Canada has been brought into the annual pan-European Index, which has been published by the HCP since 2005. It was done on terms that treated Canada like any European state. The starting point was the Euro Health Consumer Index (EHCI), with 29 nations, which was published on October 1, 2007. Austria emerged as the overall winner. By then, research regarding Canadian data was partially conducted for the expansion of the EHCI into the trans-Atlantic Euro-Canada Health Consumer Index (ECHCI). In the following, Canada is consequently looked upon as one out of 30 national healthcare systems.
In this first edition of the Euro-Canada Health Consumer Index, Canada places 23rd out of 30. With respect to clinical Outcomes, Canada compares well with the best performing healthcare systems. In terms of Generosity, with the exception of the provision of sight restoration surgery, Canada performs poorly, and in the areas of Patients’ rights and information, Waiting times and accessibility, and the Provision of pharmaceuticals, Canada’s performance is in the bottom tier. These factors, combined with a very high level of spending on healthcare, contribute to putting Canada at the bottom of the Bang-for-the-Buck (BFB) scale.
The scoring was done in such a way that the likelihood that two states would end up sharing a position in the ranking was almost zero. It must therefore be noted that Austria, the Netherlands, France, Switzerland and Germany were very difficult to separate and that very subtle changes in single scores modified the internal order of these top five countries.
The Central and Eastern European member states are doing surprisingly well considering their much smaller healthcare spending in Purchasing Power adjusted dollars per capita. However, adjusting from a planned to a consumer-driven economy takes time. Estonia, the smallest ship to turn around, seems to lead this sub-group and is a clear winner in the academic exercise of the value-for-money adjusted Index – the Bang-for-the Buck score.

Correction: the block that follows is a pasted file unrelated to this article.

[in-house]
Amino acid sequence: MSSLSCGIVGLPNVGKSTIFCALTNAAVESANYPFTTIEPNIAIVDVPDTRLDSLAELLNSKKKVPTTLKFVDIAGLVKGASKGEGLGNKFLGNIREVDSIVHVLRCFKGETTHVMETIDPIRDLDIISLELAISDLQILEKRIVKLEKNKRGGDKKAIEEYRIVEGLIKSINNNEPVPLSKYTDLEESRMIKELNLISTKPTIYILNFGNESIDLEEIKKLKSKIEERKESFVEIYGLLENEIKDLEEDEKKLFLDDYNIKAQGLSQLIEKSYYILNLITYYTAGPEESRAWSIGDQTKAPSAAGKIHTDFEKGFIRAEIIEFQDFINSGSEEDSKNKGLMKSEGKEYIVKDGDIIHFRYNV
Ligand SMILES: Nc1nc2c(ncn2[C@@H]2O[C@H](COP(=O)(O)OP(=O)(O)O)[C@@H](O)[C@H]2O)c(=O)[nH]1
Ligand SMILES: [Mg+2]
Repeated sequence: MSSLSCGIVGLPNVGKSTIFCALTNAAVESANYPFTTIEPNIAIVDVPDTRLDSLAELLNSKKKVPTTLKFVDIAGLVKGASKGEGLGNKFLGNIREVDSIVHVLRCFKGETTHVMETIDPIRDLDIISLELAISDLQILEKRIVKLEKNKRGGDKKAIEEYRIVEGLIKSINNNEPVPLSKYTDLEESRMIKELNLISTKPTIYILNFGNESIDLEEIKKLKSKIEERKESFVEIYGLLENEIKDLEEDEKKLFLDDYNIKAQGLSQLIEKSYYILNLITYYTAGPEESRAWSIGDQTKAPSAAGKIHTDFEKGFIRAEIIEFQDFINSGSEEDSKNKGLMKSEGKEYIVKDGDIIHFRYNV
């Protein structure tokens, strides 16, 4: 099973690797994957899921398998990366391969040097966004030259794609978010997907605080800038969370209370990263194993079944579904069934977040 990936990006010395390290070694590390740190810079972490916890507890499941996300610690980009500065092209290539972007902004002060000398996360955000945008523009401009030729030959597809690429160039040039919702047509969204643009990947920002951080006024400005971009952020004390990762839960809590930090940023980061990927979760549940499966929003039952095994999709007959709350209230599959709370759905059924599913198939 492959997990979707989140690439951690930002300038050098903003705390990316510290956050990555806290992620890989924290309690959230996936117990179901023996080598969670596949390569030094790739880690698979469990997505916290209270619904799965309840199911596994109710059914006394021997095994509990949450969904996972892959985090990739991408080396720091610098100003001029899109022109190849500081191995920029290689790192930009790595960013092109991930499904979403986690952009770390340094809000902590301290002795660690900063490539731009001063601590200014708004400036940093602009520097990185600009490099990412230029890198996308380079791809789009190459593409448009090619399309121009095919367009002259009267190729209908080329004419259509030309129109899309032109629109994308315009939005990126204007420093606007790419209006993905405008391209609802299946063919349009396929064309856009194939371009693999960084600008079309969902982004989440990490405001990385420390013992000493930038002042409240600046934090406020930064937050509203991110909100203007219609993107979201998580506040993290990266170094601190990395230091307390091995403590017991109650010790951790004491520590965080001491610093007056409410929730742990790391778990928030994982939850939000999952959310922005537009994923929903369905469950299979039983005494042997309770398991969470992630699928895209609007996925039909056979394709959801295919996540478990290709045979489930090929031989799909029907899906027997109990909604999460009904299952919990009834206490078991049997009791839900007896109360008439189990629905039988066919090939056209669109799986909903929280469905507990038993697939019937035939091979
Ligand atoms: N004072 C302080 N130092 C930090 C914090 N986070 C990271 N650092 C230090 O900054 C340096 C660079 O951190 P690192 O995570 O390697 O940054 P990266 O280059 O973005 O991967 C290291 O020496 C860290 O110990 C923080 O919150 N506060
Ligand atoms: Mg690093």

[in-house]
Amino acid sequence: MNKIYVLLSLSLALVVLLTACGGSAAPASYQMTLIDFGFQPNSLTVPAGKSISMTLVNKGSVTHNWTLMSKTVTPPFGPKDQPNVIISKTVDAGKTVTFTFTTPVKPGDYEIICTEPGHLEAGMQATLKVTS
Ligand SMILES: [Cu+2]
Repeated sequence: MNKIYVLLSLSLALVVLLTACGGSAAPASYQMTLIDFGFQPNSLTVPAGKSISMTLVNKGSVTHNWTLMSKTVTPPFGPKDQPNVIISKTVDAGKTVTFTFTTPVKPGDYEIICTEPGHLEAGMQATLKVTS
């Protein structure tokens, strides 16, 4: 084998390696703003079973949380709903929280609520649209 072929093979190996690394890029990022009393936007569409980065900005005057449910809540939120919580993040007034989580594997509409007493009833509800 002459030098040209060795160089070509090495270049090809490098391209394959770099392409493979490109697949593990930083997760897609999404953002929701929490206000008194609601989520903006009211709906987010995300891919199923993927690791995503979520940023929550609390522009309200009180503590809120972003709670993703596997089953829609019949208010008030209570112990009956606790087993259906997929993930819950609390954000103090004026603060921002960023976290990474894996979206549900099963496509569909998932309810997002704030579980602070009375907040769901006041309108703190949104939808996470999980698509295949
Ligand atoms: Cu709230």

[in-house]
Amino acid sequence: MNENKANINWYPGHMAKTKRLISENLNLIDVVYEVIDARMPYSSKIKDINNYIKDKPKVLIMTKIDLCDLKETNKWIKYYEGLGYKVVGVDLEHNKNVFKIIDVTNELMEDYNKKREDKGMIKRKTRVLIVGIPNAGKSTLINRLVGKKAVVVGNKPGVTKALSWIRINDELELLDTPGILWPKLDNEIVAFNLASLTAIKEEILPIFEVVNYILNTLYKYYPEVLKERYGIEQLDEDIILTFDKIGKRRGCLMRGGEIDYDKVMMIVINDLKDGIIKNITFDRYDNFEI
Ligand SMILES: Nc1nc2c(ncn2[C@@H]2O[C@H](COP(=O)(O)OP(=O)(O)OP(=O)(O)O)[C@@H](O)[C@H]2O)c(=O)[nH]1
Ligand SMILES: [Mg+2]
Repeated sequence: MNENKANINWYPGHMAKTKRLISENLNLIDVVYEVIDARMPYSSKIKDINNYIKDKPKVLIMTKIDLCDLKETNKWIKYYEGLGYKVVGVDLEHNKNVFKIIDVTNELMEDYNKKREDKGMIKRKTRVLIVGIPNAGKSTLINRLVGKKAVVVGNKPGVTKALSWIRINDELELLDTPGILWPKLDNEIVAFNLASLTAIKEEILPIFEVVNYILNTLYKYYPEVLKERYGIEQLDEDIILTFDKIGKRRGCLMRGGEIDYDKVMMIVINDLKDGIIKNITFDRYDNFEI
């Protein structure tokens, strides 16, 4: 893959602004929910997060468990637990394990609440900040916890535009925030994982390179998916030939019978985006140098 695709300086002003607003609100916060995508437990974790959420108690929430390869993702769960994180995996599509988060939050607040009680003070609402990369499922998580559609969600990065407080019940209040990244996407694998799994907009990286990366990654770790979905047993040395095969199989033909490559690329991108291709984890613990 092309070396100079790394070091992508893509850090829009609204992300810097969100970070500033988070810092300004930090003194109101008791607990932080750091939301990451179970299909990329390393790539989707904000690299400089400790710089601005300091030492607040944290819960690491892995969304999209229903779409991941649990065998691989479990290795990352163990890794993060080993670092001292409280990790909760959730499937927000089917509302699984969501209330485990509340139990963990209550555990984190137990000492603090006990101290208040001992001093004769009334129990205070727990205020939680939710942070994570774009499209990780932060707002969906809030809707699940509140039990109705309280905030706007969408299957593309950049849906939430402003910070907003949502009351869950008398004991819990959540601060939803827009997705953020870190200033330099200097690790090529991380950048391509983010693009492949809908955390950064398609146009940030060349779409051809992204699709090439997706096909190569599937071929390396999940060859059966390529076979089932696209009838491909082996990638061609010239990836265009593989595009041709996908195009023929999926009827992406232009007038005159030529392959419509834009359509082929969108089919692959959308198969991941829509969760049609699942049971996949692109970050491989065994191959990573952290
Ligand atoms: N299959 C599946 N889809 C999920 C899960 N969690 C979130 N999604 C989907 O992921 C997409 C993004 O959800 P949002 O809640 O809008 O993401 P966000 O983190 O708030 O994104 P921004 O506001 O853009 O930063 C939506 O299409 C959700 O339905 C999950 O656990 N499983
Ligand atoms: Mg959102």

All public healthcare systems share one problem: Which technical solution should be used to funnel typically 7 per cent to 10 per cent of the national income into healthcare services? In this context, there are two major approaches.
The Bismarck healthcare system: A system based on social insurance where there are multitudes of insurance organizations that are independent of healthcare providers.
The Beveridge healthcare system: A system in which financing and provision are handled within one organizational system, i.e., financing bodies and providers are wholly or partially within one organization.
For more than half a century, particularly since the formation of the NHS, the largest Beveridge-type system in Europe, there has been intense debate over the relative merits of the two systems.
When looking at the results of the Index, it is hard to avoid noticing that the top five countries, which fall within 36 points of each other on a 1,000-point scale, have dedicated Bismarckian healthcare systems. There is a gap of 30 points to the first Beveridge country, which is in sixth place. The introduction of Canada in the first Euro-Canadian Index marks the inclusion of another major Beveridge system.
The Canadian system scores respectably on Outcomes, but rather poorly in other measures, something it has in common with other similar systems. As pressure increases for healthcare reform, policy-makers would do well to consider ways in which to make the advantages of a Bismarck system, especially the separation between providers and insurers, and the variety of insurers, available to consumers. These are key qualities among the most successful European healthcare systems.
Thus, while not arguing that the Bismarck-type healthcare system is in every way superior, it seems that for total customer value, the Bismarck model runs rings around Beveridge!
Click on the following links to view each section of the Euro-Canada Health Consumer Index 2008 (in PDF format)